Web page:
One of the ways that higher education may be able to reduce or at least slow the growth of costs is through focused reengineering of administrative processes for efficiency. Many campus processes and associated policies are organic or historical in nature and could be consolidated and streamlined. This process analysis and optimization function is either absent or without a clear home in many institutions. The IT organization could move into this realm and make a significant contribution.

In the realm of data analytics, most IT organizations see themselves as being responsible for the supporting infrastructure and tool-set, but they often need extensive guidance to develop analytical deliverables for the institution. Sometimes IT organizations are not tasked with this function at all but, rather, enable it to be carried out by offices of institutional research or other administrative and academic offices. The demands of increased data volume, complexity, and importance suggest that a significantly higher degree of collaboration across these functions is needed. In short, IT professionals who understand not only how the technology works but also what the business questions are, and what the data means, are extremely valuable. Higher education needs more of them contributing to both institutional and research analytics.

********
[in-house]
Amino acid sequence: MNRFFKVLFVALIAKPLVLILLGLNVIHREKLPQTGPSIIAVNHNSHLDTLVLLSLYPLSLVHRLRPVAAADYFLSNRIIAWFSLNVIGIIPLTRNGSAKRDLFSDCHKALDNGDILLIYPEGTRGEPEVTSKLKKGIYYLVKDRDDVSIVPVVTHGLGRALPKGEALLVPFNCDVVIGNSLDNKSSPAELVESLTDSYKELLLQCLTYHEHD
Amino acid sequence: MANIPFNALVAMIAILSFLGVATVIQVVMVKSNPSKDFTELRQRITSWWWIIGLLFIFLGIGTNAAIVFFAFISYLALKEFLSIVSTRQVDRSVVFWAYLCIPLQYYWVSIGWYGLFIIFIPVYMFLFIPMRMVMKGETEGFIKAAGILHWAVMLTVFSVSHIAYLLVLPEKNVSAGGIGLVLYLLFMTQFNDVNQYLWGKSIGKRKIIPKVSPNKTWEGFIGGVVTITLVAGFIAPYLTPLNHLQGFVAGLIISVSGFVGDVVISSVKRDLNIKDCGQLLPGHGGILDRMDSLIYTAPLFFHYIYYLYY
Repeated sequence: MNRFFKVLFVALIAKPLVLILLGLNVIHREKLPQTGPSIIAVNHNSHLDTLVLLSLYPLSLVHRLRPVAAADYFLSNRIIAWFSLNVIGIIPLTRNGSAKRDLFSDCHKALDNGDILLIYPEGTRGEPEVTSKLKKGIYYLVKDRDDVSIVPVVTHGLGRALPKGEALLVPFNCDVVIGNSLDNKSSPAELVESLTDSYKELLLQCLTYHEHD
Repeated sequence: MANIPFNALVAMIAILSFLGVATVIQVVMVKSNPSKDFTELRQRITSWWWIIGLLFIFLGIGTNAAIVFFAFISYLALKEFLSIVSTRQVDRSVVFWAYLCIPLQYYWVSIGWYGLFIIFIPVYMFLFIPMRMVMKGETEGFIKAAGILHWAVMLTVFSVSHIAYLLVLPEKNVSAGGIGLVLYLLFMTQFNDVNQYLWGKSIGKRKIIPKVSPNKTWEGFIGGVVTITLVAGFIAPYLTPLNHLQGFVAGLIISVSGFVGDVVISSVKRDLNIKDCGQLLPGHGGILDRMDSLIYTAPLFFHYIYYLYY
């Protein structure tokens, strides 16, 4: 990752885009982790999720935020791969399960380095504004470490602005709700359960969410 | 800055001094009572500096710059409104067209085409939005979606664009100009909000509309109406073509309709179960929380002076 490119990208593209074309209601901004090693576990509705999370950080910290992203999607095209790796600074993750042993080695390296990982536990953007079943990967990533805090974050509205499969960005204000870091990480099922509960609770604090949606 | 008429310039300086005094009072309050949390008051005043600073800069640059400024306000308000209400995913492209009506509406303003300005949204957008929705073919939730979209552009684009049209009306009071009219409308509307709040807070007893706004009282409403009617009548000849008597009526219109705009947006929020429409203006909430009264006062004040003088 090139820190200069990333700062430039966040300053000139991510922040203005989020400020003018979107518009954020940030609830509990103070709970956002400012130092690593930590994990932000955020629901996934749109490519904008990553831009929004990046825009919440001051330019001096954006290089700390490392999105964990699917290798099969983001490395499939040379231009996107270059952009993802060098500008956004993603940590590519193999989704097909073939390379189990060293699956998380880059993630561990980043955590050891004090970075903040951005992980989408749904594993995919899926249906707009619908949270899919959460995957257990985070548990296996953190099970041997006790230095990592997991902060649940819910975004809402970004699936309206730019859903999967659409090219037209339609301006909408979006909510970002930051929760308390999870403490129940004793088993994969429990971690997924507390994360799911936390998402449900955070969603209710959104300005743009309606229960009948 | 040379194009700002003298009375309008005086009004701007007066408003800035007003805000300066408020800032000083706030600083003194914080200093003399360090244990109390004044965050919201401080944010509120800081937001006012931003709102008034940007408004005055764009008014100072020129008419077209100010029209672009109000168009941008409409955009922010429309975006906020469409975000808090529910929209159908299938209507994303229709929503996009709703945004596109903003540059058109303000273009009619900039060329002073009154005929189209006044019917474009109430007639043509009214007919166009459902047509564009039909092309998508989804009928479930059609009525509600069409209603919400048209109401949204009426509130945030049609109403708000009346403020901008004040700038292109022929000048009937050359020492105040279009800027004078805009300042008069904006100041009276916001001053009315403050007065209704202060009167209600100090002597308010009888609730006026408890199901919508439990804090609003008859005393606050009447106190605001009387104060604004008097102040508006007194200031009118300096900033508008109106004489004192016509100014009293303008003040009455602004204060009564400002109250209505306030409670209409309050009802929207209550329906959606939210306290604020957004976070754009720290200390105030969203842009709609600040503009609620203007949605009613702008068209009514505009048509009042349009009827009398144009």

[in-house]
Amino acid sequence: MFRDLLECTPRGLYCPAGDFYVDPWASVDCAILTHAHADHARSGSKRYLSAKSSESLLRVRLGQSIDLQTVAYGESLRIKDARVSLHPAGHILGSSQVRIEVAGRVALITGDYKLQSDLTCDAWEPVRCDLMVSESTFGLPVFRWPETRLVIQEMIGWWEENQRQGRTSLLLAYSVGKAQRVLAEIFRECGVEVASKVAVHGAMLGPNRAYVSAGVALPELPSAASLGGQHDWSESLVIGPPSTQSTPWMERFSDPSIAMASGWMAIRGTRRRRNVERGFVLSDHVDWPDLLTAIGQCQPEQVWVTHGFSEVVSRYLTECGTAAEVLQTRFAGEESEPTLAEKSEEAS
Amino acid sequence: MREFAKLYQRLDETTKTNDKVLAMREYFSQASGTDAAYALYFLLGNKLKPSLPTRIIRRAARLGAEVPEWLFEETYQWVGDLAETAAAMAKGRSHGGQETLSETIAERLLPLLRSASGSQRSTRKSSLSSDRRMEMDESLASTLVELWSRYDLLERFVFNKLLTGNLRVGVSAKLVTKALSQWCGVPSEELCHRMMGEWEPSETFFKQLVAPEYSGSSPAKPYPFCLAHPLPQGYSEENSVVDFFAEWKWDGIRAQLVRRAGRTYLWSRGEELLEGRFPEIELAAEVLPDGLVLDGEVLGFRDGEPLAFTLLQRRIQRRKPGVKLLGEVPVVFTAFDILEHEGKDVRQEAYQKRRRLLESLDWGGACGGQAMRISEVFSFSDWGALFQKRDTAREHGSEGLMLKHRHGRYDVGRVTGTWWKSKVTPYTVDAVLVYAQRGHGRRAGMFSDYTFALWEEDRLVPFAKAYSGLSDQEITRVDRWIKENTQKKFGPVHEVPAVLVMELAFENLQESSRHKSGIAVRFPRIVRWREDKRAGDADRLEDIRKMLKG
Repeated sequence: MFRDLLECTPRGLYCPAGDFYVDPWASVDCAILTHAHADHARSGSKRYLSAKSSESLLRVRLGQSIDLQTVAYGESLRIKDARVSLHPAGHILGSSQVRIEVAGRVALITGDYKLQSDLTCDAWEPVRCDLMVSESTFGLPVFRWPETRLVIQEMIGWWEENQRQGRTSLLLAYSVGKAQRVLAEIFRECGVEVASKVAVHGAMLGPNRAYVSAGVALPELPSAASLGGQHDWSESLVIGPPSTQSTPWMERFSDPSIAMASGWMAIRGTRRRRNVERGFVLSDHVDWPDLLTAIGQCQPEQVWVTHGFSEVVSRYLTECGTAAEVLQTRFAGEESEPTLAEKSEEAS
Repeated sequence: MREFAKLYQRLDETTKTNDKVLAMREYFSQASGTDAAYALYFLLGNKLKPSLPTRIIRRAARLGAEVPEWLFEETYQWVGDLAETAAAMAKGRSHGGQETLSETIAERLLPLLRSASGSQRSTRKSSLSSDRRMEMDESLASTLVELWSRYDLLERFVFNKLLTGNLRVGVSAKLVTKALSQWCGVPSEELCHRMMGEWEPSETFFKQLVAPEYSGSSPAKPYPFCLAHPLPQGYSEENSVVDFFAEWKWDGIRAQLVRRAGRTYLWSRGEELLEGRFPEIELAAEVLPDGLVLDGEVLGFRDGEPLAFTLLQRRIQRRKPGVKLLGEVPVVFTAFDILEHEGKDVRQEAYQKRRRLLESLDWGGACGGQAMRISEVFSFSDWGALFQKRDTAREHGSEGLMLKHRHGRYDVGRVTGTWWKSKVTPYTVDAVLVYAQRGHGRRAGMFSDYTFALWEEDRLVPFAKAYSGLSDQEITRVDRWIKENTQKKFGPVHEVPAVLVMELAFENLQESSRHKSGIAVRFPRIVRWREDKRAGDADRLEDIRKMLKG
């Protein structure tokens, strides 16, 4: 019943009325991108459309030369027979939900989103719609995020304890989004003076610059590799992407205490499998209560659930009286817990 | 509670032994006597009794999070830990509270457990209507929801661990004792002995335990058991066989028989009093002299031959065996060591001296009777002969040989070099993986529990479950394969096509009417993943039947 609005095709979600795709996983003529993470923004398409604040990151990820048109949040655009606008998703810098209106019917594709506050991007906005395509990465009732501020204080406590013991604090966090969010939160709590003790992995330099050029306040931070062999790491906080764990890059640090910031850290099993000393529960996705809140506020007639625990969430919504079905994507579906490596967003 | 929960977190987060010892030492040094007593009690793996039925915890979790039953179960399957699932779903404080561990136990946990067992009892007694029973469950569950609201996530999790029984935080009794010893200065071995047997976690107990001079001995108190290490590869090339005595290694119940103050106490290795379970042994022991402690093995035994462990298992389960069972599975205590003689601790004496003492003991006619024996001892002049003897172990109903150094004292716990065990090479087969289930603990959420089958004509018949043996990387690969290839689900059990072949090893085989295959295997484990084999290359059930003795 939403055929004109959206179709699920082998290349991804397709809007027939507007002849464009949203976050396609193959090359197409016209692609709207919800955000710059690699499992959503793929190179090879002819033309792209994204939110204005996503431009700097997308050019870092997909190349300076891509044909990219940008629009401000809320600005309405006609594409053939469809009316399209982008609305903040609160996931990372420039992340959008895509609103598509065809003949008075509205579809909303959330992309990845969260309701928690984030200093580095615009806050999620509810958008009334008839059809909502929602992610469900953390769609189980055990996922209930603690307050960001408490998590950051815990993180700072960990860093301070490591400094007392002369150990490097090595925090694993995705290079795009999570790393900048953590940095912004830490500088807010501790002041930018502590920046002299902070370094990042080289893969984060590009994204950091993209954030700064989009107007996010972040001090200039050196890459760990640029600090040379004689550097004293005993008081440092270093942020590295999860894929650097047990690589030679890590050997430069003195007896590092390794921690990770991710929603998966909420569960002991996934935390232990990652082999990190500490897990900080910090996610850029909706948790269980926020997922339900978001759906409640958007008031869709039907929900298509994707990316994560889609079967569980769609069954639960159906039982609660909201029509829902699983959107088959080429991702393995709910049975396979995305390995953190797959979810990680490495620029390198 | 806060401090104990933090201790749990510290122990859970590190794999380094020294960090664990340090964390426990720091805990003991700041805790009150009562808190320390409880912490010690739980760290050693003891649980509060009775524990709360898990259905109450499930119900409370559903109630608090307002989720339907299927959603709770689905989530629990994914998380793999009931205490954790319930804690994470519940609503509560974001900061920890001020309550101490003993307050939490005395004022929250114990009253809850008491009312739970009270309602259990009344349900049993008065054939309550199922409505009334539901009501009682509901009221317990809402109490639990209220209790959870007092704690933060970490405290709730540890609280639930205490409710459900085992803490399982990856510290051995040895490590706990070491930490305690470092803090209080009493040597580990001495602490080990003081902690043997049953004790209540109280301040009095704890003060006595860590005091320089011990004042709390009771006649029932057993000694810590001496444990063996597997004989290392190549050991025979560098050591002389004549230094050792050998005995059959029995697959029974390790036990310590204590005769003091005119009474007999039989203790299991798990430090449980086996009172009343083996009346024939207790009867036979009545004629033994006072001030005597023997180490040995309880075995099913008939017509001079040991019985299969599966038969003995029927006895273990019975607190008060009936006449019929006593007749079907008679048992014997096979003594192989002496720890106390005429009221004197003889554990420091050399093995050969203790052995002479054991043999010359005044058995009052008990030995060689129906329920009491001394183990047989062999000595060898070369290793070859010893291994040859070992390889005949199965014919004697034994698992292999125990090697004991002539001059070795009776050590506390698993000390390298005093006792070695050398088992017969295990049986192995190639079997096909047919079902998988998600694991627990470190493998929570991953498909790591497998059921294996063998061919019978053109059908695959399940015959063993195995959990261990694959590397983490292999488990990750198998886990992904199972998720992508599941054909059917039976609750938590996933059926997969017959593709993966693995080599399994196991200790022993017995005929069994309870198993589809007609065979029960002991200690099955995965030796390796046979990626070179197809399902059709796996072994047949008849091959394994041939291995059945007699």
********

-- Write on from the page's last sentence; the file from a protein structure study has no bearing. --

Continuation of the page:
Innovative Visions

Finally, colleges and universities need innovative visions for how information technology can enable new forms of teaching, learning, and research. The work of curing the cost disease, appealing to the student-consumer, forging new collaborations, and creating new business models, all while improving learning outcomes, is both exciting and daunting. Institutional leaders need help in identifying the possibilities that exist today and in charting the technology trends that might be leveraged to create and disseminate knowledge in the future.